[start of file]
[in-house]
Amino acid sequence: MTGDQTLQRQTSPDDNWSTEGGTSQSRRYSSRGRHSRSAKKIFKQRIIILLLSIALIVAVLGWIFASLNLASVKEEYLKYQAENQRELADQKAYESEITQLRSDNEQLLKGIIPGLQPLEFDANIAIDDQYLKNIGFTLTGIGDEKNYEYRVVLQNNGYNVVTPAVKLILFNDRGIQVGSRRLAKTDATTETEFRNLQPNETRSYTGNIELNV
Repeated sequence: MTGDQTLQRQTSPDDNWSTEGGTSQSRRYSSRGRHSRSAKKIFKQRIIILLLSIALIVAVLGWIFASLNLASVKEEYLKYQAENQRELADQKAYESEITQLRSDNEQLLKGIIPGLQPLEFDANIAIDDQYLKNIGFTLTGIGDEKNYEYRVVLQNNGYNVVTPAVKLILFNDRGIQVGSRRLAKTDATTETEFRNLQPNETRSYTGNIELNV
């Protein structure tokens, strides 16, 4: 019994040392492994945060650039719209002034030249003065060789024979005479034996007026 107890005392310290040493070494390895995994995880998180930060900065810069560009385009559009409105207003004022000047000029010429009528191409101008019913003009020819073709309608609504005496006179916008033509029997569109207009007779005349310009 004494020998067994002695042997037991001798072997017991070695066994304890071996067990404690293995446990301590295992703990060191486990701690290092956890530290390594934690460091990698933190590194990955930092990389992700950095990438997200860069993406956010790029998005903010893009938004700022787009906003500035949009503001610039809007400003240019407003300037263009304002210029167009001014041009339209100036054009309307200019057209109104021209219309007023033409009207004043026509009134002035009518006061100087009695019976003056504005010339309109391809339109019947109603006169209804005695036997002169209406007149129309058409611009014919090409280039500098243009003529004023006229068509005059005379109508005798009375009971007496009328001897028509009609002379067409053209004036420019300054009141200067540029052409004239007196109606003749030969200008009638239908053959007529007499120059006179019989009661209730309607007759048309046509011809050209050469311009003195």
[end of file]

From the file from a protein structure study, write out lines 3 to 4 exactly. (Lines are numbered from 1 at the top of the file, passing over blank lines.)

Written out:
Repeated sequence: MTGDQTLQRQTSPDDNWSTEGGTSQSRRYSSRGRHSRSAKKIFKQRIIILLLSIALIVAVLGWIFASLNLASVKEEYLKYQAENQRELADQKAYESEITQLRSDNEQLLKGIIPGLQPLEFDANIAIDDQYLKNIGFTLTGIGDEKNYEYRVVLQNNGYNVVTPAVKLILFNDRGIQVGSRRLAKTDATTETEFRNLQPNETRSYTGNIELNV
């Protein structure tokens, strides 16, 4: 019994040392492994945060650039719209002034030249003065060789024979005479034996007026 107890005392310290040493070494390895995994995880998180930060900065810069560009385009559009409105207003004022000047000029010429009528191409101008019913003009020819073709309608609504005496006179916008033509029997569109207009007779005349310009 004494020998067994002695042997037991001798072997017991070695066994304890071996067990404690293995446990301590295992703990060191486990701690290092956890530290390594934690460091990698933190590194990955930092990389992700950095990438997200860069993406956010790029998005903010893009938004700022787009906003500035949009503001610039809007400003240019407003300037263009304002210029167009001014041009339209100036054009309307200019057209109104021209219309007023033409009207004043026509009134002035009518006061100087009695019976003056504005010339309109391809339109019947109603006169209804005695036997002169209406007149129309058409611009014919090409280039500098243009003529004023006229068509005059005379109508005798009375009971007496009328001897028509009609002379067409053209004036420019300054009141200067540029052409004239007196109606003749030969200008009638239908053959007529007499120059006179019989009661209730309607007759048309046509011809050209050469311009003195």